It occurs between the ages of six or seven, when most kids start to swim, and ten or eleven, when they really start getting fast and you know that you could no longer keep up with them, even in a 25 yard race. The younger kids can hear an instruction regarding stroke technique, but don't have enough mastery over their bodies to implement it consistently.
This is a crucial point for parents of the younger swimmers to understand. It's not a matter of not trying or not understanding. It's a matter of developmental maturity, and WE are not in charge of that timetable. Our swimmer used to drag one arm in her butterfly. It was such a relief when her coach told us it was developmental and that it would change with time. She was right! Even at ten years, it requires a lot of over and over, which is why they drill, drill, drill. I know, it's boring, boring, boring...when do we get to race!!! It's crucial that parents implement point number 4 (see above) at this time.
This is the time to look at the big picture of the entire season. Even though it doesn't look like it on a day-to-day basis, if you compare your swimmer's level of expertise in February to their expertise the previous October, you're going to see a big difference. On to the next point...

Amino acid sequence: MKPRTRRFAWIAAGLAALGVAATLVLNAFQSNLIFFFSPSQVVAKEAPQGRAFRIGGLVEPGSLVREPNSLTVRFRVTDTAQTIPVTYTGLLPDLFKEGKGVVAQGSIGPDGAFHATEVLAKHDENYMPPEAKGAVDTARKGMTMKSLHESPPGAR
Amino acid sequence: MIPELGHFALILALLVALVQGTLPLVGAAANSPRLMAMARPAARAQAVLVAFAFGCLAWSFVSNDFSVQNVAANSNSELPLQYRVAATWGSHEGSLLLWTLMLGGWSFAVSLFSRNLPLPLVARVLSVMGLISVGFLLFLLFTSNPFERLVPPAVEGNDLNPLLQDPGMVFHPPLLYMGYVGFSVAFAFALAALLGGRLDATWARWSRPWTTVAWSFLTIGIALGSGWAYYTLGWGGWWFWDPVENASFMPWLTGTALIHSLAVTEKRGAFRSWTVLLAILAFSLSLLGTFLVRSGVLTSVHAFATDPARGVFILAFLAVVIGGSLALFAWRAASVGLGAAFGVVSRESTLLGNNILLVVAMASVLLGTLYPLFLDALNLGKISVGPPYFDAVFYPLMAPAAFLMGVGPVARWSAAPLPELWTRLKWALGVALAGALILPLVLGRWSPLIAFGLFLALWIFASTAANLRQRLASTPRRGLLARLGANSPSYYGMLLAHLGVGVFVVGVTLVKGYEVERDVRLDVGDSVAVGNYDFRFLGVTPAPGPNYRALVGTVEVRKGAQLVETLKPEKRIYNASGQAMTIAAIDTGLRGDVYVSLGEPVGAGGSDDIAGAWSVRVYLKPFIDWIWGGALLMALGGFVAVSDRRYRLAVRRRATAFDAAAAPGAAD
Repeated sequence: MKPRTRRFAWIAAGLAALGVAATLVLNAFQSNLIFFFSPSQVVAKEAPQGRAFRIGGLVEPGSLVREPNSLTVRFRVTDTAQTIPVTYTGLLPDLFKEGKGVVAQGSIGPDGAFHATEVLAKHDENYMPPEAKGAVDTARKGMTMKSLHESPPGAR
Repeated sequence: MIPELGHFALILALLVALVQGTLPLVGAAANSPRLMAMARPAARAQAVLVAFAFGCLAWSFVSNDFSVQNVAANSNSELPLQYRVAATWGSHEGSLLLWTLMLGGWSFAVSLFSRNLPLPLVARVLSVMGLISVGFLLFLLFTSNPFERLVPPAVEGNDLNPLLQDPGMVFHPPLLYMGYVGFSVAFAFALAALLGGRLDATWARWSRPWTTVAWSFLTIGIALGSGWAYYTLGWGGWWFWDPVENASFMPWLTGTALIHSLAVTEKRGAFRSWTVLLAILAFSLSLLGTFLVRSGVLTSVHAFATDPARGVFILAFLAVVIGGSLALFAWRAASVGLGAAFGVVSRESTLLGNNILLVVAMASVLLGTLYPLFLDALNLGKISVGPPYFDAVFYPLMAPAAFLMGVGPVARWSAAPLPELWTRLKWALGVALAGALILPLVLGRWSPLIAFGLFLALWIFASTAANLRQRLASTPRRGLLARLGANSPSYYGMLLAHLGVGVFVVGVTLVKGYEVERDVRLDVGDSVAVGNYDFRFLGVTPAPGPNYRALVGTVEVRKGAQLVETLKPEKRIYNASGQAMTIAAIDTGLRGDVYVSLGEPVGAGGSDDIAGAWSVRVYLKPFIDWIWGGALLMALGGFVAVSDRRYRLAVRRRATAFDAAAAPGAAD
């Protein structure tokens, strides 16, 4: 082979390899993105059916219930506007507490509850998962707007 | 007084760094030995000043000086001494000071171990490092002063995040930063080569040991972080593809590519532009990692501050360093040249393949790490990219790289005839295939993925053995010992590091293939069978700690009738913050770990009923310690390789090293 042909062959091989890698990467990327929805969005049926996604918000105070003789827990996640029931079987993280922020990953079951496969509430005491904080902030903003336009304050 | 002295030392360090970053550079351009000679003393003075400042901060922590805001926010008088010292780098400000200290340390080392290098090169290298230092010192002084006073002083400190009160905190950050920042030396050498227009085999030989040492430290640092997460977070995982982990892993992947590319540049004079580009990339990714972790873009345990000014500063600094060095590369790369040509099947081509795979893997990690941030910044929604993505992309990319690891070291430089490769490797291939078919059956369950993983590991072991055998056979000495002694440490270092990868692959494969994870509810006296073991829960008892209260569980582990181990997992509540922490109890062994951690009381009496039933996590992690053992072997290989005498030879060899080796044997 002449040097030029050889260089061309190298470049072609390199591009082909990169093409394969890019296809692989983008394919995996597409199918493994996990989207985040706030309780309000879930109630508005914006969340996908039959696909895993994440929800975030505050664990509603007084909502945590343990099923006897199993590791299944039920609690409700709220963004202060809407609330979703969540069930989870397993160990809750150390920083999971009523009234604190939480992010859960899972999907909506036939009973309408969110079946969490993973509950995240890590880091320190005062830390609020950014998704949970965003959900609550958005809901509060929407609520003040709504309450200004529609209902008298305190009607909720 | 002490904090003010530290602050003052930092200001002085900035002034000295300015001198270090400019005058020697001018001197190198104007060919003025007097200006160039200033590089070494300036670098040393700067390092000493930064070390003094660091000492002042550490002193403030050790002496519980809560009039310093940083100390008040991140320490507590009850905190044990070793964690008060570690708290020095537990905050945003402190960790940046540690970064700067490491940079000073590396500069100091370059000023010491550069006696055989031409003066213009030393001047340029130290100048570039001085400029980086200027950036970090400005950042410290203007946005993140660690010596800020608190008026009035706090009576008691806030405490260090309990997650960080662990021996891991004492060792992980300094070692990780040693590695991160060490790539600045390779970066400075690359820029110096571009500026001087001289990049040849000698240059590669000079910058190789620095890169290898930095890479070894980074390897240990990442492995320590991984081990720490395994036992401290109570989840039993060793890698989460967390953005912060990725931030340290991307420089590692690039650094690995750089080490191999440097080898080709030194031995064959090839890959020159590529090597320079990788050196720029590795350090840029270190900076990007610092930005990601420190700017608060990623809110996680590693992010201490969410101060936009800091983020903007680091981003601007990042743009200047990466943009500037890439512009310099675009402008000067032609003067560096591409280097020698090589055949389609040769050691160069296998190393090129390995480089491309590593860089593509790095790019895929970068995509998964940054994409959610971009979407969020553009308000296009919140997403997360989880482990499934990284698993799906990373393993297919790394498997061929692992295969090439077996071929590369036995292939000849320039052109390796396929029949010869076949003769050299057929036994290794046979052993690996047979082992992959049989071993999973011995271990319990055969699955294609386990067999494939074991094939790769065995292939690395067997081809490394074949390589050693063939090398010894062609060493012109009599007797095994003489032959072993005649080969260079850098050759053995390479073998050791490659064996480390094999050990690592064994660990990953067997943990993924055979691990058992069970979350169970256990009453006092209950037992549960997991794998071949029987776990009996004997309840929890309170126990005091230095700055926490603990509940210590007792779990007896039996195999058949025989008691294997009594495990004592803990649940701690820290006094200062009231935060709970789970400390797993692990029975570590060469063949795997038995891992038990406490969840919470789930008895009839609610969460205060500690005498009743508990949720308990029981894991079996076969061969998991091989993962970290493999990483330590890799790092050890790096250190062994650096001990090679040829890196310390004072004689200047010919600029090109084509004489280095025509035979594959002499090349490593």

7. Play dumb...not so hard for us non-swimmers!
This is the technique we used to reinforce what the coach had taught in a practice session. We would ask our swimmer to explain to us the purpose of a particular drill, or what was meant by swimming an interval at a certain time or even what is an interval...the list could go on and on. We approached these conversations as the uninitiated requesting information from someone who was certainly more in the know than us about this particular subject. This served two purposes. As previously stated, it reinforced the coach's instructions by having the swimmer think about the purpose of the instruction. It also gave our swimmer a chance to be our coach, giving us the benefit of her knowledge about the sport.
8. (Not Recommended for PEAK Parents) Private Lessons. This is a point that causes some controversy, so we can only offer testimony to what has been true in the case of our swimmer.